Step into the Historic Panama Hotel Tea & Coffee House and you’ll take a journey through Japanese-American history. Located in Seattle’s historic International District, a short jaunt from downtown tourist attractions and sports stadiums, the Panama Hotel and its namesake cafe are reminders of love and loss in a time of war.
Built in 1910 by Japanese architect Sabro Ozasa, the hotel and its cafe were designed to be a community gathering place in Seattle’s old Nihonmachi (Japantown). The hotel remains fully functional, but what is most notable about the space is a window in the cafe floor that offers a glimpse into the past. From here, while waiting on a latte or herbal tea, visitors can view unclaimed personal effects and valuables stored by locals before they were escorted to internment camps.
In 1942, in response to the attack on Pearl Harbor, a United States executive order relocated Japanese residents, regardless of citizenship, to camps. Locals turned to the Panama Hotel for a secure place to hide their personal belongings.
Willow Hasbrook, the cafe’s only full-time barista, says area residents “hid their things down here so the people sending them to the internment camps couldn’t sell them or keep them.” Some of them never returned to the area. “Either the owner had passed away or their business was taken over,” says Hasbrook, “or they felt very unhappy with the American government and left without ever coming back to take their things.”
Tours of the hotel are available by appointment, but “no one can go into that room,” says Hasbrook, as a means to preserve what history remains. Jan Johnson, the building’s owner, received a preservation grant from the National Park Service to ensure this piece of Seattle history stays intact. In 2006, the Panama Hotel was designated a National Historic Landmark and, in 2015, the space was designated a National Treasure by the National Trust for Historic Preservation.
Views from the cafe floor reveal dust-covered wooden crates, abandoned clothing, stacks of books, and furniture. Further down, in the basement, is the only remaining Japanese bathhouse (“sento”) in the country. It served Seattle’s Japanese community until 1950, though it is preserved and group tours are available for a fee.
Throughout the cafe is a gallery of historic photos and additional collectibles, though it seems most people who walk through the wooden door are regulars, and Hasbrook knows them by name.
“We get [more] tea requests,” Hasbrook admits. Lavazza is the house coffee at Panama, but the impressive display of tea varieties is clearly the focus here. “Of what we have right now, my favorite is the Golden Chamomile Blossom—literally chamomile blossoms without anything added. It’s delicious…it’s very smooth and has a hint of sweetness.” Hasbrook definitely has a sweet tooth: “I’m a pastry chef by trade,” she says, noting her degree in baking and pastry arts from Johnson & Wales University.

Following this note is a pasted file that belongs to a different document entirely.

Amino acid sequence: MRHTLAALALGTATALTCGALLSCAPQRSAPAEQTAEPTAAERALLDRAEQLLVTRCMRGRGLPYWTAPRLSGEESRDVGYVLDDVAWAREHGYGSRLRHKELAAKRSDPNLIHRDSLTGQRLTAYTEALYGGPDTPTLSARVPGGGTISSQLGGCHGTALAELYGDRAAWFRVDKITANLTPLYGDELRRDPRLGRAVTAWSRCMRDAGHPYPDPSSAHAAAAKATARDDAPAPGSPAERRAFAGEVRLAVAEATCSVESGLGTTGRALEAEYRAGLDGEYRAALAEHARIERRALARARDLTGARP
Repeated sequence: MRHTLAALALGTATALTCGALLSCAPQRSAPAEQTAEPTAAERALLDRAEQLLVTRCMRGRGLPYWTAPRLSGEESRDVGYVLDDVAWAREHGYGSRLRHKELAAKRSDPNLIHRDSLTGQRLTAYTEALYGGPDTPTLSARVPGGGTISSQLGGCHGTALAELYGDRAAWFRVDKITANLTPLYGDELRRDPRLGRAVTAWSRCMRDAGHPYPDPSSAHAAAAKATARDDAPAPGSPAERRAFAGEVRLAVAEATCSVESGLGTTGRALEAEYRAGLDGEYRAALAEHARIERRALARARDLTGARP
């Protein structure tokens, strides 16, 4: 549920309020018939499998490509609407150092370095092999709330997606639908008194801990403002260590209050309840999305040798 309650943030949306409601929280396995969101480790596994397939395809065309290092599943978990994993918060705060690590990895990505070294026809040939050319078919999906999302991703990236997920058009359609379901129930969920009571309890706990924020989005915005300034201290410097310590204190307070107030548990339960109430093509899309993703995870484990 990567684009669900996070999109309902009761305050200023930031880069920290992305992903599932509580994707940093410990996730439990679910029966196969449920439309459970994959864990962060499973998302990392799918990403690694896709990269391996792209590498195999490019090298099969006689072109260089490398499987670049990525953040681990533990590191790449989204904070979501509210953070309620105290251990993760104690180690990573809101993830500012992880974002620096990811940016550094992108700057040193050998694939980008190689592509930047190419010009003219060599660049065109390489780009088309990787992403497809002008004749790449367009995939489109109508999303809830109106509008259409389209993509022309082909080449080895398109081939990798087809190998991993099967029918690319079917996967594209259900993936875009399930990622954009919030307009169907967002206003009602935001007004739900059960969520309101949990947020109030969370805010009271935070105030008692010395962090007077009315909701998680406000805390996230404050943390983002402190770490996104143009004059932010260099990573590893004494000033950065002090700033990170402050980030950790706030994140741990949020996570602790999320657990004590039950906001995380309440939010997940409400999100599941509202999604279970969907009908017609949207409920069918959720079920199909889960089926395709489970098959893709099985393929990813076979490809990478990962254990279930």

From sweet to earthy, Panama serves Rishi Tea in black, white, green, and oolong varieties, while the coffee menu is comparatively straightforward: drip is served only until midafternoon, but espresso beverages are available until closing at night. Complementing the beverage menu is an assortment of pastries from local vendors (Hasbrook notes the hotel “wasn’t designed with a kitchen”).
What the building lacks in modern perks, it makes up for in charm. Wooden floors creak under foot, and exposed brick walls add to the ambience of this quiet retreat in the city. Free Wi-Fi (okay, there’s a modern perk) encourages guests to lounge at length in wicker chairs plumped up with decorative cushions. Occasional jazz performances bring people together in the evenings.
Even passersby can get a glimpse of the Panama’s importance to the community thanks to the hotel’s storefront window display on the corner of Main and Sixth. Aging photographs of the bathhouse, hotel rooms, and storage vault hang from the ceiling, while additional crates and memorabilia are encased for public viewing. “I believe these are some of the things that were left behind,” says Hasbrook, as we examine the artifacts in one window. Another window displays documentation of the hotel’s history and status as a landmark.
The cultural significance of the Panama Hotel Tea & Coffee House has not gone unnoticed. It’s a central setting in the 2009 bestselling historical novel Hotel on the Corner of Bitter and Sweet, written by Jamie Ford. Now a documentary film is in production, with owner Jan Johnson working alongside producers Big Story Group to bring the Panama’s history to audiences worldwide. A preview of the film The Panama Hotel Story: Preserving the Panama Hotel Legacy is available here.
Johnson bought the building in the mid-’80s and has worked to preserve this piece of Japanese-American history for the Seattle community and beyond. A grant from the National Park Service has helped ensure the Panama Hotel remains intact and open for public appreciation—important work, considering it’s Seattle’s only official National Treasure.
Lori A. May is an author, poet, editor, and writing instructor based in the Pacific Northwest. A Pushcart Prize nominee, May’s work has appeared in the Atlantic, Writer’s Digest, Los Angeles Review, Midwestern Gothic, and many more. This is Lori May’s first feature for Sprudge.